The Resilience Resource Library gathers the latest thinking and analysis related to resilience policy, science, strategy, management, implementation, and the range of threats faced by communities around the world in order to help inform and educate students, practitioners, and policymakers. This collection is not exhaustive and is being continually expanded to include information on developing global and domestic security challenges and the latest research on the political, economic and scientific landscape in which 21st century challenges and solutions develop and evolve.
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Organization of Library
Although natural and man-made disruptions often cascade across multiple infrastructure sectors – and these sectors are inherently interdependent – for ease of navigation this library is divided into 15 of the most critical sectors dealt with by resilience researchers, practitioners and policymakers on a daily basis. Based on the material’s scope, some items may be categorized under multiple sectors. Within each sector, the collection is organized by publication date.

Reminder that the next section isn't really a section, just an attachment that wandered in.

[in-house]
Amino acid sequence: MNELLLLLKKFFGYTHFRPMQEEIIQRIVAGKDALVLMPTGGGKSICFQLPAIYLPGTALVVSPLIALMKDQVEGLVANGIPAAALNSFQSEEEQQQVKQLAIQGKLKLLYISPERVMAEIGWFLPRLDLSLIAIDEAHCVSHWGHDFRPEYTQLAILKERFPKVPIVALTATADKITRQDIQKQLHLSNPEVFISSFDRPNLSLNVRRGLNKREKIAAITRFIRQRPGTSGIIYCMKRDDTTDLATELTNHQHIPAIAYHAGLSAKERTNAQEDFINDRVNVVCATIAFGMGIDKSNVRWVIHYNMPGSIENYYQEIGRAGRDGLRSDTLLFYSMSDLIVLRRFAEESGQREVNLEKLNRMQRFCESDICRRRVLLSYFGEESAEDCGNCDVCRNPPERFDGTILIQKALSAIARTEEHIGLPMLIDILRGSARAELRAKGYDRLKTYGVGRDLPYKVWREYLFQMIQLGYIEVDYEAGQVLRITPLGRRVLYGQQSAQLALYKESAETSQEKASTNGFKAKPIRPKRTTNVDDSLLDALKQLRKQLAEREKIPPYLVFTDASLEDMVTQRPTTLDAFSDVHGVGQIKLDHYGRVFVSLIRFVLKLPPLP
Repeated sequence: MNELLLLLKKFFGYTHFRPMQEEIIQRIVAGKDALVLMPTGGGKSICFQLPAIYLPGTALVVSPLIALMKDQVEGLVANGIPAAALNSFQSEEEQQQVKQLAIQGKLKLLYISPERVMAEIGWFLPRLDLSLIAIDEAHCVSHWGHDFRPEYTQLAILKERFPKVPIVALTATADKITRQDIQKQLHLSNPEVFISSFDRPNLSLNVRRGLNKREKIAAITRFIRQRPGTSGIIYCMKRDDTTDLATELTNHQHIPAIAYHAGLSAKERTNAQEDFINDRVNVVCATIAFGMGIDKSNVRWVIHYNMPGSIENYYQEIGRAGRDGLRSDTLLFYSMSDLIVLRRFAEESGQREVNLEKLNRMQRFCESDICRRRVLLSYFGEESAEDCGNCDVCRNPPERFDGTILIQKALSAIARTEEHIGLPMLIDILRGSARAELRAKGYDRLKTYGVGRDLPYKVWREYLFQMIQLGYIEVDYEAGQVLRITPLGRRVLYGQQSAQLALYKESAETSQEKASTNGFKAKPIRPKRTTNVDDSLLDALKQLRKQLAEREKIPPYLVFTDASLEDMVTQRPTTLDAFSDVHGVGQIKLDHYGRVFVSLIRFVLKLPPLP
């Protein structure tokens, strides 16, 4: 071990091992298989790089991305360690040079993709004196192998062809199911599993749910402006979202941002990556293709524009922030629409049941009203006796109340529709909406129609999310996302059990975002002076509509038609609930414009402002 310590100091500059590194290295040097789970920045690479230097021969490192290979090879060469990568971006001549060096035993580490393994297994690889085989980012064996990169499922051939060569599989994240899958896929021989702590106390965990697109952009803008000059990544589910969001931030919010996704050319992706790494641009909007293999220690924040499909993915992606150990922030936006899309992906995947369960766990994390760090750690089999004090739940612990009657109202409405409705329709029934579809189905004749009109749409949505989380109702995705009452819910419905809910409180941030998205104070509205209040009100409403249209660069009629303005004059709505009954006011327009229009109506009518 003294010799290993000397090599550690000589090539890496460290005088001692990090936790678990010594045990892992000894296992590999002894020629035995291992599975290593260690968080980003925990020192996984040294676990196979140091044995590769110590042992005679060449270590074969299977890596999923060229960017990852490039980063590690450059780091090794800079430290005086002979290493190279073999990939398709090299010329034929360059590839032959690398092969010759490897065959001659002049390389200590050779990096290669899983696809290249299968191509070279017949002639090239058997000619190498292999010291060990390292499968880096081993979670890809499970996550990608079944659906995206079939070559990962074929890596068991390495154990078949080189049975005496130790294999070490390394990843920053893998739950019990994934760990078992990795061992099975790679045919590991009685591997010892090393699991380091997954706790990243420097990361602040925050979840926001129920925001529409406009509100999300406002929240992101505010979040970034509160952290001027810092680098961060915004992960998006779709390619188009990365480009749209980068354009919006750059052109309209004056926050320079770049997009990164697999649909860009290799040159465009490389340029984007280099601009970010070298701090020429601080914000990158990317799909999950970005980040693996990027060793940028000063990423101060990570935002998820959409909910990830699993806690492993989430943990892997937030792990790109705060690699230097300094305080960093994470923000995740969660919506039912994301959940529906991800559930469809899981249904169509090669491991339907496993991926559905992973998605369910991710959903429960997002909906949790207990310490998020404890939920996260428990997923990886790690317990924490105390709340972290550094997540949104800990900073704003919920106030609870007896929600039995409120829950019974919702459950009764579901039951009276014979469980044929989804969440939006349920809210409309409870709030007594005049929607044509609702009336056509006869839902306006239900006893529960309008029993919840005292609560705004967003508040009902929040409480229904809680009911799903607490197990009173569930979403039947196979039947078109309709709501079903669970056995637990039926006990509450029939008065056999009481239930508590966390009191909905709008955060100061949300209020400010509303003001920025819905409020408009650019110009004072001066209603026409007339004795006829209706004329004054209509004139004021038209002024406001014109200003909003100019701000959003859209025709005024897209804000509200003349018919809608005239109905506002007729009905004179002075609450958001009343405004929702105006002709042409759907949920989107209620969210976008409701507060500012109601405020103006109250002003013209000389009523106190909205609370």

Please click on one of the following sections to access the related material:
Latest Additions to library
This article explores the aftermath of the Fukushima nuclear crisis, and the inaccurate assessments made by the engineers prompted by epistemological biases. Initially, the engineers and public believed the situation was not as severe as it appeared, while in reality the situation went beyond what was expected by any of the engineers. “This article specifically probes the concept of robust engineering and the way it is used to overstate the ability of nuclear power systems to withstand external shocks.”
Floods are one of the primary causes of human and economic losses around the world. This paper aims to improve flood risk management by better predicting the possible consequences, with a broadly applicable model. The authors present a hydrological model to simulate streamflow for all sizes of bodies of water in order to predict flood magnitude and resultant economic losses.
This document examines the Israeli government’s decision to establish a military cyber command. It provides insight as to why the structure was reorganized to be more unified instead of split among other commands. It also analyzes the organizational structure of the cyber command, what specific role or actions it might be responsible for, and where that role falls among other cyber agencies.